Another book to add to my bookshelf of "monographs that blend cultural history with neuroscience" (along with Raymond Tallis' The Hand: A Philosophical Inquiry into Human Being): Maryann Wolf's Proust and the Squid, which Caleb Crain reviews in the latest New Yorker.
Taking the long view, it’s not the neglect of reading that has to be explained but the fact that we read at all. “The act of reading is not natural,” Maryanne Wolf writes in Proust and the Squid, an account of the history and biology of reading. Humans started reading far too recently for any of our genes to code for it specifically. We can do it only because the brain’s plasticity enables the repurposing of circuitry that originally evolved for other tasks—distinguishing at a glance a garter snake from a haricot vert, say.
Elsewhere, as she puts it, “The brain’s design made reading possible, and reading’s design changed the brain in multiple, critical, still evolving ways.”
This isn't a radical argument. As Stanislas Dehaene theorized in a 2003 New Scientist article,
learning to read, and other forms of cultural learning, are only possible if this built-in flexibility can be used to divert brain circuits from their previous uses. The brain is predisposed to develop only in certain ways. In effect, we are able to learn to read because the primate visual system evolved to do a different job that was sufficiently similar to allow it to be "recycled" into a reading machine.
There are two things really interesting about her argument, at least as it comes filtered through the reviews. First, Wolf argues that what's impressive about reading isn't that it's hard, but that it can be easy, because the brain learns to specialize, devoting certain sections to recognizing letters.
Wolf recounts the early history of reading, speculating about developments in brain wiring as she goes. For example, from the eighth to the fifth millennia B.C.E., clay tokens were used in Mesopotamia for tallying livestock and other goods. Wolf suggests that, once the simple markings on the tokens were understood not merely as squiggles but as representations of, say, ten sheep, they would have put more of the brain to work. She draws on recent research with functional magnetic resonance imaging (fMRI), a technique that maps blood flow in the brain during a given task, to show that meaningful squiggles activate not only the occipital regions responsible for vision but also temporal and parietal regions associated with language and computation. If a particular squiggle was repeated on a number of tokens, a group of nerves might start to specialize in recognizing it, and other nerves to specialize in connecting to language centers that handled its meaning….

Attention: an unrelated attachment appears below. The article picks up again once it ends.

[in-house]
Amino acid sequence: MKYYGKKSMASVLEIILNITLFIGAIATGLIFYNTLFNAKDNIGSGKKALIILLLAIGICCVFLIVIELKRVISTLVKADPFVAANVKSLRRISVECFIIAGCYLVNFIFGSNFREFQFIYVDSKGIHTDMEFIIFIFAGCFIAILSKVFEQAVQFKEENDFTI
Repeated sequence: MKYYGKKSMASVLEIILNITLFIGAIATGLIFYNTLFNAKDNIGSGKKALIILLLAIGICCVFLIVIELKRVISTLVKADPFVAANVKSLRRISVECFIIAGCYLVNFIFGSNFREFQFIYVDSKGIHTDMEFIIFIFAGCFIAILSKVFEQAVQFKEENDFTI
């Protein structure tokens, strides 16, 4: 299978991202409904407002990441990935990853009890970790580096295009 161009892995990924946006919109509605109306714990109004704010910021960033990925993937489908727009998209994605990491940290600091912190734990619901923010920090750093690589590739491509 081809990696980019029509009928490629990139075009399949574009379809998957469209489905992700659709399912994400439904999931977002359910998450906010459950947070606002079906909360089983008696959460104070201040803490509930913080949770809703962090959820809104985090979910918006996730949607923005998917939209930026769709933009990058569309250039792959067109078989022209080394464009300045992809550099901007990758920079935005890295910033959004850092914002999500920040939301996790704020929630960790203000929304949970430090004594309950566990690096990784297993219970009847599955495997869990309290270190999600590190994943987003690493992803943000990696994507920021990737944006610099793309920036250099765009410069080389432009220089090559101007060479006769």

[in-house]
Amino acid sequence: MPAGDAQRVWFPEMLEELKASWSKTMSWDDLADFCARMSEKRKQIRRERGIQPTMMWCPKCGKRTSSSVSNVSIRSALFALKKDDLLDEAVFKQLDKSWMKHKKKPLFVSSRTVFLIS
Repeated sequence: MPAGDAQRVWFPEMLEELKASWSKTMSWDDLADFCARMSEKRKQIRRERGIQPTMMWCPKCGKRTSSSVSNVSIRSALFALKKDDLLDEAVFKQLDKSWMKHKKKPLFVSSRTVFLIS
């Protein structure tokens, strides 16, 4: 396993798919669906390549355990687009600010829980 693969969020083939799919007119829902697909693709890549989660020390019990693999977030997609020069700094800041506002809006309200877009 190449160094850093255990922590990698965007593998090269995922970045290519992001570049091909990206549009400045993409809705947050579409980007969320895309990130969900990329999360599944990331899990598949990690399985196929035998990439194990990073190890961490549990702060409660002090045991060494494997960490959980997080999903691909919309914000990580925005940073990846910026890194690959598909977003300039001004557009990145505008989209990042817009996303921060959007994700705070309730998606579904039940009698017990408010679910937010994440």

[R]ecent imaging studies… [show] how a modern child’s brain wires itself for literacy. The ground is laid in preschool, when parents read to a child, talk with her, and encourage awareness of sound elements like rhyme and alliteration, perhaps with “Mother Goose” poems. Scans show that when a child first starts to read she has to use more of her brain than adults do. Broad regions light up in both hemispheres. As a child’s neurons specialize in recognizing letters and become more efficient, the regions activated become smaller.
At some point, as a child progresses from decoding to fluent reading, the route of signals through her brain shifts. Instead of passing along a “dorsal route” through occipital, temporal, and parietal regions in both hemispheres, reading starts to move along a faster and more efficient “ventral route,” which is confined to the left hemisphere. With the gain in time and the freed-up brainpower, Wolf suggests, a fluent reader is able to integrate more of her own thoughts and feelings into her experience. “The secret at the heart of reading,” Wolf writes, is “the time it frees for the brain to have thoughts deeper than those that came before.” Imaging studies suggest that in many cases of dyslexia the right hemisphere never disengages, and reading remains effortful…. When reading goes well, Wolf suggests, it feels effortless, like drifting down a river rather than rowing up it. It makes you smarter because it leaves more of your brain alone.
Second, this sounds pretty similar to what Andy Clark describes in Natural-Born Cyborgs, and Tallis in The Hand: a process wherein neural plasticity and technology work to create a human-textual (or human-alphabetic) symbiosis. It's no coincidence that Dehaene titled his 2003 article "Natural-born readers."